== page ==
(2) The Authority shall invite further representations on the Draft Development Plan to be submitted within a period of sixty days from the date of its publication.
(3) The Authority shall consider all representations, and after making such revisions to the Draft Development Plan as it considers appropriate, submit the Draft Development Plan for the approval of the Governor acting on the advice of Cabinet through the Minister.
(4) For the purposes of this section “publish” means to display in a prominent place to which the public has access.
Approved Development Plan
8. (1) A Draft Development Plan approved by the Governor acting on the advice of Cabinet shall be referred to as the Approved Development Plan and shall be available for inspection at the offices of the Authority or such other place as the Governor acting on the advice of Cabinet may prescribe.
(2) Notification of the Approved Development Plan and any revision or modification thereof shall be published in the Gazette and in two successive issues of a newspaper circulating in Montserrat.
Revision and modification of Development Plan
9. (1) The Authority shall keep under review the Approved Development Plan and shall prepare such proposals for its revision and modification as it deems fit.
(2) A proposal for the revision or modification of the Approved Development Plan shall be subject to the procedures outlined in section 7.
Status of Development Plan
11. The Authority shall, in considering an application for development permission have regard to the provisions of the Approved Development Plan or, where the Draft Development Plan has not yet been approved, to the Draft Development Plan, and shall, except where the Authority considers it inexpedient so to do, give effect to the Approved Development Plan or to the Draft Development Plan as the case may be.
PART 4 – DEVELOPMENT CONTROL
No development without permission
12. Subject to the provisions of this Act no development shall be commenced on land except with a permission issued in accordance with the provisions of this Act.
Application for development permission
13. (1) Any person, being the owner of land, or a person having a sufficient interest in land may apply to the Authority for permission to develop that land.
(2) For the purposes of subsection (1) a person has a sufficient interest in land where, being a prospective owner, developer, part-owner or lessee of the land he obtains the consent of the owner, other part-owner or lessor as the case may be to develop the land.
(3) An application for the development of land shall be made to the Authority in such form, and shall be accompanied by such plans, drawings and other information as may be prescribed by Regulations made under this Act.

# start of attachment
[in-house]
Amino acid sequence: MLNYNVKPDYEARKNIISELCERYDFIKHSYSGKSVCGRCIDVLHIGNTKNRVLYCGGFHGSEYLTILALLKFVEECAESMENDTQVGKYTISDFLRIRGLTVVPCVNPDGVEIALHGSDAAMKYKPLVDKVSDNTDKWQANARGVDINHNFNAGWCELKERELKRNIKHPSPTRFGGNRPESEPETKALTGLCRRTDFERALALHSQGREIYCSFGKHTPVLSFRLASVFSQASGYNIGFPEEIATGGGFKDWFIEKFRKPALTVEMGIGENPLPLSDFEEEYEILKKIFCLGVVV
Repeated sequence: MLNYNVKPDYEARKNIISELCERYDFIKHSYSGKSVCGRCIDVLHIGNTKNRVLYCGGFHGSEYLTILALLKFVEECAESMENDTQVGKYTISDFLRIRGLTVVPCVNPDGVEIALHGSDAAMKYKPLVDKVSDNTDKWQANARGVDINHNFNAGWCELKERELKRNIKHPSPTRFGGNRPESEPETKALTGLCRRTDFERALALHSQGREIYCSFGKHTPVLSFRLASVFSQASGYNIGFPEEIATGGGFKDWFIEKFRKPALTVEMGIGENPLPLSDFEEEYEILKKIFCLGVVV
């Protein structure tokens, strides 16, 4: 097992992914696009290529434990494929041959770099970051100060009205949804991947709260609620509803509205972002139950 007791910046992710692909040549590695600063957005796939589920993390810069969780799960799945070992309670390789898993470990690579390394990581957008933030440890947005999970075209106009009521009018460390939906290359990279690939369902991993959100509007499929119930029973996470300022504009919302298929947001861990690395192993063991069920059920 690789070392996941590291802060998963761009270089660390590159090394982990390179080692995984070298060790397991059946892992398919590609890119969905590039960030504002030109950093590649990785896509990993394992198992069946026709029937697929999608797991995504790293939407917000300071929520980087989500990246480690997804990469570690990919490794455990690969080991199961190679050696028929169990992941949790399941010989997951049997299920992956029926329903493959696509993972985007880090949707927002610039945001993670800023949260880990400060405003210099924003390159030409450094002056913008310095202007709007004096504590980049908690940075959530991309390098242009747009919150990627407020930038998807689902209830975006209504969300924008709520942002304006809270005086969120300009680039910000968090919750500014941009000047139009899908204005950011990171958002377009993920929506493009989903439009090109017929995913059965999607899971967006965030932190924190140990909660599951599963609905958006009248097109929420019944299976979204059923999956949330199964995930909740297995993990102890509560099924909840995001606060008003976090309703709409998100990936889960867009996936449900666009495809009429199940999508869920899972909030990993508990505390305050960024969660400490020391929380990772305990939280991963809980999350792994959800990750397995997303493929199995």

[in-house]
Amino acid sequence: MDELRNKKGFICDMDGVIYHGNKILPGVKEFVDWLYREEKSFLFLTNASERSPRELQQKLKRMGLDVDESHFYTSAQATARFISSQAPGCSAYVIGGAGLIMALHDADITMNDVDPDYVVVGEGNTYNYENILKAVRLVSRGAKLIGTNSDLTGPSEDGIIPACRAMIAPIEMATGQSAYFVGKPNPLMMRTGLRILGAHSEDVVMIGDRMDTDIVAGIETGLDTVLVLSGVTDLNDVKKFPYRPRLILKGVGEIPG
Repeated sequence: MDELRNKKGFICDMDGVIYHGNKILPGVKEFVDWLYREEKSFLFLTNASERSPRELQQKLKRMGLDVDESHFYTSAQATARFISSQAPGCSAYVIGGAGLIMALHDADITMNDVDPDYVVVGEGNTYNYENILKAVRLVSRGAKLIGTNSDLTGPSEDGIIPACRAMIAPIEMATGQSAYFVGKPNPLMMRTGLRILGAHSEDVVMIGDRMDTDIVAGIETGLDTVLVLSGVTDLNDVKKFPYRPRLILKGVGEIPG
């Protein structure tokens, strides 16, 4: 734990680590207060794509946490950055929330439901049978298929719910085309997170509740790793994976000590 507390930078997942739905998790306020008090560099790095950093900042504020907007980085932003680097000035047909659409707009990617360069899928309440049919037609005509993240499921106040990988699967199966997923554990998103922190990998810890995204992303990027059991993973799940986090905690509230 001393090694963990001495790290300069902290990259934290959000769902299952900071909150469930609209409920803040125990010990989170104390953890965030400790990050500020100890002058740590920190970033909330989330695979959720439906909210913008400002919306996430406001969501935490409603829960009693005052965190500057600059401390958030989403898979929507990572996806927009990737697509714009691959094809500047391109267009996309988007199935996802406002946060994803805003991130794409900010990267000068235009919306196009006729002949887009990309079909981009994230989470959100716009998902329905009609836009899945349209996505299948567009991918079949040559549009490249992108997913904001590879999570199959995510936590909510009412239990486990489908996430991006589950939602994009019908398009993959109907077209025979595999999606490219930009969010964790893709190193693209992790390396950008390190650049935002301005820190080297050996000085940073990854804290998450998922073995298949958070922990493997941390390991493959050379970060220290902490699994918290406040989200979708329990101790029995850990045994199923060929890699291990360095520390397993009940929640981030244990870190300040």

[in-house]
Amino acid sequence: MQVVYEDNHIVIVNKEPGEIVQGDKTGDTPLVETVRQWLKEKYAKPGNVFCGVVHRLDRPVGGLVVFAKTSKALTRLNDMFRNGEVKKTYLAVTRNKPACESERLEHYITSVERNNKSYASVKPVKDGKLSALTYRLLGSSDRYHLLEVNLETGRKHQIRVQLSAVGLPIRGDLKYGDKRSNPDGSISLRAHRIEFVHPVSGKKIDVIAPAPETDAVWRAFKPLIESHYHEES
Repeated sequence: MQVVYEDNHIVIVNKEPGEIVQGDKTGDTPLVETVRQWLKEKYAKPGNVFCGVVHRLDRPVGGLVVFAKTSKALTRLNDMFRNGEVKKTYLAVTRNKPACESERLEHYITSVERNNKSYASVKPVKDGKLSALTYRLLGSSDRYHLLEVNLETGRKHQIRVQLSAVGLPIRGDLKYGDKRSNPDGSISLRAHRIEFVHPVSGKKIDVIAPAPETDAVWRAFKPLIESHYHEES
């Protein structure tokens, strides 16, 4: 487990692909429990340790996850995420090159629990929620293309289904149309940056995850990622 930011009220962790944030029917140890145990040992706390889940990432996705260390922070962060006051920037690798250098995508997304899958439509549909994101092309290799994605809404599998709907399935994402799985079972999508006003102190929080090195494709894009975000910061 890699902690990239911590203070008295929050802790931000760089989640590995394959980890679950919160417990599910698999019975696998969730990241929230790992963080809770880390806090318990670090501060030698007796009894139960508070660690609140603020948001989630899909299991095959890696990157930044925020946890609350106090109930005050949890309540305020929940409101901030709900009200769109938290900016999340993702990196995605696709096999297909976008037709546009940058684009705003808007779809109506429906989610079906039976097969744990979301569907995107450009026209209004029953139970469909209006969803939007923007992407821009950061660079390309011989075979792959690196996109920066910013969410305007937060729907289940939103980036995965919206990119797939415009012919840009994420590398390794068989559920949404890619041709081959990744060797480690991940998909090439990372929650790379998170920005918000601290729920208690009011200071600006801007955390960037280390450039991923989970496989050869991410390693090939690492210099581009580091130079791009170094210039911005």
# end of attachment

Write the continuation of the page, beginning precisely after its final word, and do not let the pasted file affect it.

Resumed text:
Meaning of development
15. (1) For the purposes of this section “development” means, subject to subsection (2), the carrying out of building, engineering, mining or other operations in, on, over or under land, the making of a material change in the use of any building or land, the sub-division of land and the display of advertisements.
(2) The following operations or uses of land shall not constitute development—
(a) the carrying out of works for the maintenance, improvement or other alteration of a building, if the works affect only the interior of the building, do not involve structural alterations or do not materially affect the external appearance of the building; or
(b) the use of an existing building or land within the curtilage of a dwelling for a purpose incidental to the enjoyment of that dwelling as a dwelling house; or
(c) subject to subsection (3)(a) the use of land for the purposes of agriculture or forestry; or
(d) a development specified in the Second Schedule subject to any conditions set out in that Schedule.
(3) For the avoidance of doubt the following shall be deemed to constitute development—
(a) the use of land for the purposes of intensive agriculture and the subdivision of agricultural land;
(b) the use as two or more separate dwellings of a building previously used as a single dwelling;
(c) the deposit of waste on land notwithstanding that the land is comprised in a site already used for that purpose; if—
(i) the superficial area of the deposit is extended; or
(ii) the height of the deposit is extended and exceeds the level of the land adjoining the site;
(d) the use for the display of advertisements of an external part of a building not normally used for that purpose.
Environmental impact assessment
18. (1) Unless otherwise directed by the Authority, an application for development permission in respect of a development specified in the Third Schedule shall be accompanied by an environmental impact assessment of the proposed development.
(2) An environmental impact assessment shall include the matters specified in the Fourth Schedule.
Grant of permission
19. (1) The Authority shall, in respect of an application submitted to it under this Act have regard to—
(a) the provisions of the Approved Development Plan or the Draft Development Plan in accordance with section 11;
(b) the proposed development as it affects the interest of a person or body of persons interested, or the interests of residents of a locality;